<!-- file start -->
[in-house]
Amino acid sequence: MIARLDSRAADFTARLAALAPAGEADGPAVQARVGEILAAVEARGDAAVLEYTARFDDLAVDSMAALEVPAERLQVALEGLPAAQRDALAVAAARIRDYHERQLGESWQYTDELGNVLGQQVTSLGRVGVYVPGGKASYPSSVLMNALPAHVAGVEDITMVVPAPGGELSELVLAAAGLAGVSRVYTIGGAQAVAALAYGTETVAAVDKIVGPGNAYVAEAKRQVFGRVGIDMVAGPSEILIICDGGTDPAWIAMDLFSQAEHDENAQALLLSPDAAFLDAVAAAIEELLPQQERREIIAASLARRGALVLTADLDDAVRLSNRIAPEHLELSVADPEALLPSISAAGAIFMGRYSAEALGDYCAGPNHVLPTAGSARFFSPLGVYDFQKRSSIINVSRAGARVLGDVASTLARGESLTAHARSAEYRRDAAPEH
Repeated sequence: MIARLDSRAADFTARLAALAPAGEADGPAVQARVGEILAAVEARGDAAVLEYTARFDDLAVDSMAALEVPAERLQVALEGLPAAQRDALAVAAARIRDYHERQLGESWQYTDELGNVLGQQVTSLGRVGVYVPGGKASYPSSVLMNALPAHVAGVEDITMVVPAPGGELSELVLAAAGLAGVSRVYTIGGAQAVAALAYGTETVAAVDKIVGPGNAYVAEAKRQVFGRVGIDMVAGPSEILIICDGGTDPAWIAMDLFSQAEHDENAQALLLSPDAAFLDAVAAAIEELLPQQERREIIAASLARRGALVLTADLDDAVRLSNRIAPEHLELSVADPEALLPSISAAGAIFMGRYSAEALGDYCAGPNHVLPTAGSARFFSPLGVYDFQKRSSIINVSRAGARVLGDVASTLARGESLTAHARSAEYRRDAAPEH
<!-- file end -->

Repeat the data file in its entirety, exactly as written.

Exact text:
[in-house]
Amino acid sequence: MIARLDSRAADFTARLAALAPAGEADGPAVQARVGEILAAVEARGDAAVLEYTARFDDLAVDSMAALEVPAERLQVALEGLPAAQRDALAVAAARIRDYHERQLGESWQYTDELGNVLGQQVTSLGRVGVYVPGGKASYPSSVLMNALPAHVAGVEDITMVVPAPGGELSELVLAAAGLAGVSRVYTIGGAQAVAALAYGTETVAAVDKIVGPGNAYVAEAKRQVFGRVGIDMVAGPSEILIICDGGTDPAWIAMDLFSQAEHDENAQALLLSPDAAFLDAVAAAIEELLPQQERREIIAASLARRGALVLTADLDDAVRLSNRIAPEHLELSVADPEALLPSISAAGAIFMGRYSAEALGDYCAGPNHVLPTAGSARFFSPLGVYDFQKRSSIINVSRAGARVLGDVASTLARGESLTAHARSAEYRRDAAPEH
Repeated sequence: MIARLDSRAADFTARLAALAPAGEADGPAVQARVGEILAAVEARGDAAVLEYTARFDDLAVDSMAALEVPAERLQVALEGLPAAQRDALAVAAARIRDYHERQLGESWQYTDELGNVLGQQVTSLGRVGVYVPGGKASYPSSVLMNALPAHVAGVEDITMVVPAPGGELSELVLAAAGLAGVSRVYTIGGAQAVAALAYGTETVAAVDKIVGPGNAYVAEAKRQVFGRVGIDMVAGPSEILIICDGGTDPAWIAMDLFSQAEHDENAQALLLSPDAAFLDAVAAAIEELLPQQERREIIAASLARRGALVLTADLDDAVRLSNRIAPEHLELSVADPEALLPSISAAGAIFMGRYSAEALGDYCAGPNHVLPTAGSARFFSPLGVYDFQKRSSIINVSRAGARVLGDVASTLARGESLTAHARSAEYRRDAAPEH